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Quick and Dirty

Barely Protested, Not Ruled Out

By Anna Ditkoff | Posted 9/7/2005

The most noticeable thing about the hearing of the American Civil Liberties Union’s suit against the state of Maryland over same-sex couples’ right to marry Aug. 30 wasn’t what happened but what didn’t. Anti-gay marriage groups that have been fighting to keep Maryland marriage a hetero-only institution took the day off. When the plaintiffs in the case exited the Clarence M. Mitchell Jr. Courthouse downtown, they were greeted only by supporters waving rainbow flags and cheering. The only visible dissenting presences, besides the state’s attorneys, were a few people wearing DEFEND MARYLAND MARRIAGE stickers, who quietly watched the post-hearing festivities from the courthouse steps.

It was a surprising turn of events considering that several organizations have been holding rallies and actively opposing the case. Eight state legislators, including delegates Don Dwyer of Anne Arundel County (R-31st District) and Emmett Burns of Baltimore County (D-10th), even petitioned the court to become defendants in the case but were denied. So why not wave their signs by the courthouse during a case that might be the first step to legalizing same-sex marriage in Maryland? “If I hold a press conference, most likely it will be in Annapolis, because Annapolis is where this should be decided,” said Pastor Rick Bowers, the chairman of Defend Maryland Marriage, before the hearing.

The state’s lawyers seemed to agree, arguing that this was an issue for the legislature, not the court. “At issue here is the authority of the legislature,” Assistant Attorney General Robert Zarnoch told the court, arguing that the state was taking a “one-step-at-a-time approach” to the issue.”

But ACLU senior staff attorney Kenneth Choe, who is representing the 19 plaintiffs in the case, responded that denying same-sex couples the right to marry violates equality provisions in the Maryland Constitution. The “state [doesn’t get] to come into compliance with the state constitution when it’s good and ready,” Choe said.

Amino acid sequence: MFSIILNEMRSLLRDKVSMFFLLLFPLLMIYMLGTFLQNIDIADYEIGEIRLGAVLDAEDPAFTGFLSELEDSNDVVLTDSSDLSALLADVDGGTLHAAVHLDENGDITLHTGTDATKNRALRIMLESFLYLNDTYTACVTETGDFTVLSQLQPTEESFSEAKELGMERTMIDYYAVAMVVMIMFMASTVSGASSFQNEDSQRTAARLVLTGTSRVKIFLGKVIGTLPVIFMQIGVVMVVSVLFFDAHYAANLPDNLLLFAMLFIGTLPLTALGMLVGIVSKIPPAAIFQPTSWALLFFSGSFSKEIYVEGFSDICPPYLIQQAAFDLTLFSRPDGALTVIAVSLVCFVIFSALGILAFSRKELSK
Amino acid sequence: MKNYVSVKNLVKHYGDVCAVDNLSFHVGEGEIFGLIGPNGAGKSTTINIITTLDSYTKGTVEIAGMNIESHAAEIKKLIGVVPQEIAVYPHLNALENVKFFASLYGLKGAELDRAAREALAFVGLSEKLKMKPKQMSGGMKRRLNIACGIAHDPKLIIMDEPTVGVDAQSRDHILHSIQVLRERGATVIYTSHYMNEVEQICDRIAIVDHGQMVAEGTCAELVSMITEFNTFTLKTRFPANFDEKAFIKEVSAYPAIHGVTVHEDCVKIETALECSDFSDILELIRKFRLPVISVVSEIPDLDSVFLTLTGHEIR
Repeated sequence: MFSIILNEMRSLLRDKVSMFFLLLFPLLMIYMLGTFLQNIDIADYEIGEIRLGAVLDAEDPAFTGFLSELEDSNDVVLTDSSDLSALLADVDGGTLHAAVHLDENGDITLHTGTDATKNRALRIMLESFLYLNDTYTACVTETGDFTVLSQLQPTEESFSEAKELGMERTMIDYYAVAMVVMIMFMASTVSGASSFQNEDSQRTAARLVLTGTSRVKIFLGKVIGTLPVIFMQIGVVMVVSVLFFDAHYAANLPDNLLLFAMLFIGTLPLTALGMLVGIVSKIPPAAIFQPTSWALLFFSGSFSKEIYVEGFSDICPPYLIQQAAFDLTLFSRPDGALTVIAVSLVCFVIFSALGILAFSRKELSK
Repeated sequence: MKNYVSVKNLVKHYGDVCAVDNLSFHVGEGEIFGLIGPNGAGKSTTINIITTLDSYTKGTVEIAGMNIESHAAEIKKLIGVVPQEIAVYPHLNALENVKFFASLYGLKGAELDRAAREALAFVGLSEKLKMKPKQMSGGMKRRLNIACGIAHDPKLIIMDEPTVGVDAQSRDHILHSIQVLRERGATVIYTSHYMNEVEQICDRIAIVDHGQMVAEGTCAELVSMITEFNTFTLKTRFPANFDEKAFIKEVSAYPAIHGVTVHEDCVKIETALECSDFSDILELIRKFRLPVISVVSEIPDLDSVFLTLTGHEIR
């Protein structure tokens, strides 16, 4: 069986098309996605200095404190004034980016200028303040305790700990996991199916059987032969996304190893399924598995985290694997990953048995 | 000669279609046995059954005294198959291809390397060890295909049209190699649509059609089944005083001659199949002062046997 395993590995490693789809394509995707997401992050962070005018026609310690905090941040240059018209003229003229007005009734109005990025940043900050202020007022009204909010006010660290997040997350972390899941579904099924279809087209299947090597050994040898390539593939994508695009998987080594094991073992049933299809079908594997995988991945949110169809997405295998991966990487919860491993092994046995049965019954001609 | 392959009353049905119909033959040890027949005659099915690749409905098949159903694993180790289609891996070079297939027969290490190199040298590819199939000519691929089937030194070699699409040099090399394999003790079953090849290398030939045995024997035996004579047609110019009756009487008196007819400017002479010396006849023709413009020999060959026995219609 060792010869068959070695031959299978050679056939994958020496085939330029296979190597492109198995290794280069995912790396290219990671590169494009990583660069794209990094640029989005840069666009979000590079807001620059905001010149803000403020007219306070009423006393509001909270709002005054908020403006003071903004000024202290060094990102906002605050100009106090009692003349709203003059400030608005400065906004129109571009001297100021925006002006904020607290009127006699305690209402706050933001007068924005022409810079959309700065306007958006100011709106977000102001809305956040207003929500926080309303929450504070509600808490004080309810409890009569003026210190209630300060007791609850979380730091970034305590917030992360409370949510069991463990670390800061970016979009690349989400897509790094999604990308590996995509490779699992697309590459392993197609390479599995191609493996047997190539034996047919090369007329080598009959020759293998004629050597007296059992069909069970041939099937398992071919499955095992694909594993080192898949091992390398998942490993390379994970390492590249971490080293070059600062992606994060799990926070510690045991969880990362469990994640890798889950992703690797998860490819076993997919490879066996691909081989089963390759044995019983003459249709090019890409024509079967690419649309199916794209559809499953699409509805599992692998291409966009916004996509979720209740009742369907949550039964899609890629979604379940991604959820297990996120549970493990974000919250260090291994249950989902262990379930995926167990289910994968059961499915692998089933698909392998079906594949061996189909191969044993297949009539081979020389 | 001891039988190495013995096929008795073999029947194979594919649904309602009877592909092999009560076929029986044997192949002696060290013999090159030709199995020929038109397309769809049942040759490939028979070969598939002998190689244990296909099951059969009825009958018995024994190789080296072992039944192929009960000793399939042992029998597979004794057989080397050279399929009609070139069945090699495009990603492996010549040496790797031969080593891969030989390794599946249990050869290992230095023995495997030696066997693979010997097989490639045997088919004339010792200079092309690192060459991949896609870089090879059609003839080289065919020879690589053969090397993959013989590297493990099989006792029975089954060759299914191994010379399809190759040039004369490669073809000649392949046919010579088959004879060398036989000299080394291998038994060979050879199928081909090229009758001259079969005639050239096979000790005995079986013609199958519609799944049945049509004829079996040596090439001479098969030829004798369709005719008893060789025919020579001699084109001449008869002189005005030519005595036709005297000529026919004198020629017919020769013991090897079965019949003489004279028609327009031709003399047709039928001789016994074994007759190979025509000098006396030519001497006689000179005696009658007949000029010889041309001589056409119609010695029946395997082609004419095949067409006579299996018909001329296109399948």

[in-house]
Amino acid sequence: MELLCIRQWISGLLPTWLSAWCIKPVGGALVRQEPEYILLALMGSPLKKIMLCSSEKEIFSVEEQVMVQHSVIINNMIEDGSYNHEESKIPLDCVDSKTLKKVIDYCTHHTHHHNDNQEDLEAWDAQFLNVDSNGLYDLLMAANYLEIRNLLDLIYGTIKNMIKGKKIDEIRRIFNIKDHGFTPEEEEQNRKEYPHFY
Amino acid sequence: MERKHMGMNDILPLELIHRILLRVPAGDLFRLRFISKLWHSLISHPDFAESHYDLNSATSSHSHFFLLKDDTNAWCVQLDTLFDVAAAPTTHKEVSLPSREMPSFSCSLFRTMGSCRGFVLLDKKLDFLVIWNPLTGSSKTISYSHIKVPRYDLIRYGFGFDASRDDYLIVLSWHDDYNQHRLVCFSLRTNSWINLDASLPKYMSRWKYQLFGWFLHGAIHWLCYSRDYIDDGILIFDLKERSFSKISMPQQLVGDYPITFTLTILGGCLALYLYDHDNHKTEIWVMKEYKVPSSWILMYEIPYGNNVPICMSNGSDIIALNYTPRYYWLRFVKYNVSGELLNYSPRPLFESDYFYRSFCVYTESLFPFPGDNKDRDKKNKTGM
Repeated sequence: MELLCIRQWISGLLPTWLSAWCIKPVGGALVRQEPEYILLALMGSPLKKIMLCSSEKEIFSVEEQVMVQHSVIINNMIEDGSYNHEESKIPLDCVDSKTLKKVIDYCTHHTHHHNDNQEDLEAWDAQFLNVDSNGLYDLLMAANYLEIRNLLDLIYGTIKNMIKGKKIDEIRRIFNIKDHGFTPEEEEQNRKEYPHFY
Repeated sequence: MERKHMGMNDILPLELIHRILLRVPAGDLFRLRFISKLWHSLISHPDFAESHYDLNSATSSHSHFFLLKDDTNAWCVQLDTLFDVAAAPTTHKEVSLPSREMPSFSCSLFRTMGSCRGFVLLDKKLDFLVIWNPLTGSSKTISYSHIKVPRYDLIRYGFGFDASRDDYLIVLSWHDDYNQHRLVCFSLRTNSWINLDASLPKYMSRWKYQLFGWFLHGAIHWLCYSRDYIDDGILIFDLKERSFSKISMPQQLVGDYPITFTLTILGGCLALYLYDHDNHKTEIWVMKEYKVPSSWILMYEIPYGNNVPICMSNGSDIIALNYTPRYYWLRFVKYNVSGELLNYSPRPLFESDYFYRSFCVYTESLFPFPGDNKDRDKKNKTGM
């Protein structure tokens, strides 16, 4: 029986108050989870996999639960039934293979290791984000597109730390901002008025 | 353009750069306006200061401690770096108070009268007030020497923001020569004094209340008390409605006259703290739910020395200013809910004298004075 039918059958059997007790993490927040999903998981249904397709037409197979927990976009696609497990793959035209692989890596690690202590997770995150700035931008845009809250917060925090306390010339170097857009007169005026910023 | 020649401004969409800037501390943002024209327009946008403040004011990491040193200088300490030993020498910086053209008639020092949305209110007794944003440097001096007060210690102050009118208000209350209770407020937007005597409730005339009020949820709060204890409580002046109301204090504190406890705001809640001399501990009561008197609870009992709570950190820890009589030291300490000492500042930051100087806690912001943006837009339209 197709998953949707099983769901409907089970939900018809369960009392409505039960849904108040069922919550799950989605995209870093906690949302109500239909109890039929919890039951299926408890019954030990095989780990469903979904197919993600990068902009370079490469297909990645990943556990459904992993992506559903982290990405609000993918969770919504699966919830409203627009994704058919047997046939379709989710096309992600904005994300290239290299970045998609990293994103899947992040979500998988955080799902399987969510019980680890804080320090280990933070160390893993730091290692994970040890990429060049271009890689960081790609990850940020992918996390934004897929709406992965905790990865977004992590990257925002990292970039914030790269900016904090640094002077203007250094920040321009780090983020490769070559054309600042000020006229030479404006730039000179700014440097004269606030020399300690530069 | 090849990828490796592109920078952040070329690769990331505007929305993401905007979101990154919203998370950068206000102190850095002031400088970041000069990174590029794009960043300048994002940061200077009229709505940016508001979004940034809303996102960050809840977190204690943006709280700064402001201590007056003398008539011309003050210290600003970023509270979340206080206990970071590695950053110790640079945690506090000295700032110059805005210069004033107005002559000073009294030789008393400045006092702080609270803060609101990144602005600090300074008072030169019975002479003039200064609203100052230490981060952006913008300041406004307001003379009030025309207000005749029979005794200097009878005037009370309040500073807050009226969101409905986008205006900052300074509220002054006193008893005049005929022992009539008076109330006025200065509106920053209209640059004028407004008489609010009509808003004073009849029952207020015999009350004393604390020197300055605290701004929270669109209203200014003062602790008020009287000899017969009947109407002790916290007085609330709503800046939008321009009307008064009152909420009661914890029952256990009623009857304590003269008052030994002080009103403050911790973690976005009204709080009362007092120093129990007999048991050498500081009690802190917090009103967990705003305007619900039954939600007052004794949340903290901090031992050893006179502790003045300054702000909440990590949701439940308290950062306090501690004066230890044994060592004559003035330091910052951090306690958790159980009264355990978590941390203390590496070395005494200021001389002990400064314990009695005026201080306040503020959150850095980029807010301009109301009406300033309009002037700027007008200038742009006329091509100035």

The other hotly debated issue was whether or not prohibiting same-sex marriage was a “legitimate governmental interest.” The state argued that it was, because the legalization of same-sex marriage would put state law in conflict with federal law and overturn Maryland’s historical definition of marriage.

“Maintaining tradition for its own sake is not a legitimate governmental interest,” Choe said during the proceedings. “It cannot be that the most entrenched government discrimination is the most shielded.”

In the end, the issue of harm to the state may be the defining one. Baltimore Circuit Court Judge M. Brooke Murdock said during the proceedings that “this court believes that if there is no rational harm to the state, that it’s hard to deny” the plaintiff’s petition.

For now, all both sides can do is wait. It could be days, weeks, or even months before Murdock issues her written opinion. The plaintiffs, who have waited more than a year for the case to be heard, are used to being patient. As plaintiff Lisa Polyak said after the hearing, “We’ve been waiting all our lives for someone to take seriously the harms we’ve incurred.”

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